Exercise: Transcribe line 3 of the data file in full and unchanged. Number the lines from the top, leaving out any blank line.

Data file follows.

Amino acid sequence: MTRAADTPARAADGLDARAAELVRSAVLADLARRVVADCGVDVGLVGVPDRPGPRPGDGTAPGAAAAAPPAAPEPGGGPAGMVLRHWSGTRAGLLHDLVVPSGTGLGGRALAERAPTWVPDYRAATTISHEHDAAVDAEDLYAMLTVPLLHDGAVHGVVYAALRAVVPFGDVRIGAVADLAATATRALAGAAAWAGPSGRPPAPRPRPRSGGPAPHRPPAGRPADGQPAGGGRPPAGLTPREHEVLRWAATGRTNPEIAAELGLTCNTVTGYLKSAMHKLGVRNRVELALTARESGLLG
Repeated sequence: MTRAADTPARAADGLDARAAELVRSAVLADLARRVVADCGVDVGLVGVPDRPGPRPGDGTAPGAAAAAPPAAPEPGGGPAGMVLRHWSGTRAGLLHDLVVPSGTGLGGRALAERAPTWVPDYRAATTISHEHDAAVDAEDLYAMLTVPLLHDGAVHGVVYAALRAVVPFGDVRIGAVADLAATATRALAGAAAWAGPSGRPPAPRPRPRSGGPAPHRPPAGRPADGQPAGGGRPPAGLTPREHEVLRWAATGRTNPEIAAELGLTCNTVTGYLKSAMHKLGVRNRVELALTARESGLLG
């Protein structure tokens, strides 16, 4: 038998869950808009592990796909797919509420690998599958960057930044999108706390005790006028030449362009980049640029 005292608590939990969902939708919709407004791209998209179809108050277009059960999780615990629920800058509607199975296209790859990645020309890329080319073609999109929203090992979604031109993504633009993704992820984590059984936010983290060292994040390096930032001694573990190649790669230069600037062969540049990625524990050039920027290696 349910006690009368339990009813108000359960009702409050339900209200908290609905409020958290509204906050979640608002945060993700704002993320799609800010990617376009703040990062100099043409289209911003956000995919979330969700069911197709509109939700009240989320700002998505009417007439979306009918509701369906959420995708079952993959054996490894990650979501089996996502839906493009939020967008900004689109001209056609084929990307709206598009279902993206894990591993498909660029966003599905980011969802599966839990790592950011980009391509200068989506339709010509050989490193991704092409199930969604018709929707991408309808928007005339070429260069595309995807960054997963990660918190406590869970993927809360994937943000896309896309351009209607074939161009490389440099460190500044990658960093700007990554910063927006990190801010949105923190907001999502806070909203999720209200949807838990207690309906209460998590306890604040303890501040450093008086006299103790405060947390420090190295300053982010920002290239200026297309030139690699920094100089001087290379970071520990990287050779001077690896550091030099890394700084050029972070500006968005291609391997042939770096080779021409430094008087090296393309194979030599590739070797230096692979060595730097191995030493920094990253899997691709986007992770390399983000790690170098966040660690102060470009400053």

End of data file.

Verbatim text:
């Protein structure tokens, strides 16, 4: 038998869950808009592990796909797919509420690998599958960057930044999108706390005790006028030449362009980049640029 005292608590939990969902939708919709407004791209998209179809108050277009059960999780615990629920800058509607199975296209790859990645020309890329080319073609999109929203090992979604031109993504633009993704992820984590059984936010983290060292994040390096930032001694573990190649790669230069600037062969540049990625524990050039920027290696 349910006690009368339990009813108000359960009702409050339900209200908290609905409020958290509204906050979640608002945060993700704002993320799609800010990617376009703040990062100099043409289209911003956000995919979330969700069911197709509109939700009240989320700002998505009417007439979306009918509701369906959420995708079952993959054996490894990650979501089996996502839906493009939020967008900004689109001209056609084929990307709206598009279902993206894990591993498909660029966003599905980011969802599966839990790592950011980009391509200068989506339709010509050989490193991704092409199930969604018709929707991408309808928007005339070429260069595309995807960054997963990660918190406590869970993927809360994937943000896309896309351009209607074939161009490389440099460190500044990658960093700007990554910063927006990190801010949105923190907001999502806070909203999720209200949807838990207690309906209460998590306890604040303890501040450093008086006299103790405060947390420090190295300053982010920002290239200026297309030139690699920094100089001087290379970071520990990287050779001077690896550091030099890394700084050029972070500006968005291609391997042939770096080779021409430094008087090296393309194979030599590739070797230096692979060595730097191995030493920094990253899997691709986007992770390399983000790690170098966040660690102060470009400053």